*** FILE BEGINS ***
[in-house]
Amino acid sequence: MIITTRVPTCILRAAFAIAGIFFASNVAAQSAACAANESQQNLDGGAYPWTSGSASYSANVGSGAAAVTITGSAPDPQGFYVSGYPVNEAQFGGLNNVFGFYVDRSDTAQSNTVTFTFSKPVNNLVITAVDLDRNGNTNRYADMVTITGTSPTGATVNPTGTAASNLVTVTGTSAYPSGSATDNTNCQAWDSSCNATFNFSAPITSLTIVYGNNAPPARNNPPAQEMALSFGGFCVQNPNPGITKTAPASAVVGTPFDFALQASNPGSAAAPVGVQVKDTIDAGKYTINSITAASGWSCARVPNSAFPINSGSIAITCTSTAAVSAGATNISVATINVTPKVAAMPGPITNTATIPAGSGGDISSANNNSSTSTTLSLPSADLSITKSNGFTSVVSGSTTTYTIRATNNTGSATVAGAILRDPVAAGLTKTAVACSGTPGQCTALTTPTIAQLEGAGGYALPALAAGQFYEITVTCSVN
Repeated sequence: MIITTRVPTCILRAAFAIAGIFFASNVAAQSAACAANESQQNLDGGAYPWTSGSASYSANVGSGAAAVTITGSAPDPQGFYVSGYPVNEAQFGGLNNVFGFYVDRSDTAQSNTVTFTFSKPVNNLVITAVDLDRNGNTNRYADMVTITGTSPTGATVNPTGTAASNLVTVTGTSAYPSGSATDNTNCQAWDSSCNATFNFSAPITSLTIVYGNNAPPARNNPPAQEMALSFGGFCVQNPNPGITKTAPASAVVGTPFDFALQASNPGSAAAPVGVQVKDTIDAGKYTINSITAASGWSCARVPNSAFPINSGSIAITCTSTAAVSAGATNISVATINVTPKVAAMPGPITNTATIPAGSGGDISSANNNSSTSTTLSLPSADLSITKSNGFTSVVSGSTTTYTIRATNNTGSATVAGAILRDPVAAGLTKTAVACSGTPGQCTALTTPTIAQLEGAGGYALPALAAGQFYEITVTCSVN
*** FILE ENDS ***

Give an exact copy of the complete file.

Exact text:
[in-house]
Amino acid sequence: MIITTRVPTCILRAAFAIAGIFFASNVAAQSAACAANESQQNLDGGAYPWTSGSASYSANVGSGAAAVTITGSAPDPQGFYVSGYPVNEAQFGGLNNVFGFYVDRSDTAQSNTVTFTFSKPVNNLVITAVDLDRNGNTNRYADMVTITGTSPTGATVNPTGTAASNLVTVTGTSAYPSGSATDNTNCQAWDSSCNATFNFSAPITSLTIVYGNNAPPARNNPPAQEMALSFGGFCVQNPNPGITKTAPASAVVGTPFDFALQASNPGSAAAPVGVQVKDTIDAGKYTINSITAASGWSCARVPNSAFPINSGSIAITCTSTAAVSAGATNISVATINVTPKVAAMPGPITNTATIPAGSGGDISSANNNSSTSTTLSLPSADLSITKSNGFTSVVSGSTTTYTIRATNNTGSATVAGAILRDPVAAGLTKTAVACSGTPGQCTALTTPTIAQLEGAGGYALPALAAGQFYEITVTCSVN
Repeated sequence: MIITTRVPTCILRAAFAIAGIFFASNVAAQSAACAANESQQNLDGGAYPWTSGSASYSANVGSGAAAVTITGSAPDPQGFYVSGYPVNEAQFGGLNNVFGFYVDRSDTAQSNTVTFTFSKPVNNLVITAVDLDRNGNTNRYADMVTITGTSPTGATVNPTGTAASNLVTVTGTSAYPSGSATDNTNCQAWDSSCNATFNFSAPITSLTIVYGNNAPPARNNPPAQEMALSFGGFCVQNPNPGITKTAPASAVVGTPFDFALQASNPGSAAAPVGVQVKDTIDAGKYTINSITAASGWSCARVPNSAFPINSGSIAITCTSTAAVSAGATNISVATINVTPKVAAMPGPITNTATIPAGSGGDISSANNNSSTSTTLSLPSADLSITKSNGFTSVVSGSTTTYTIRATNNTGSATVAGAILRDPVAAGLTKTAVACSGTPGQCTALTTPTIAQLEGAGGYALPALAAGQFYEITVTCSVN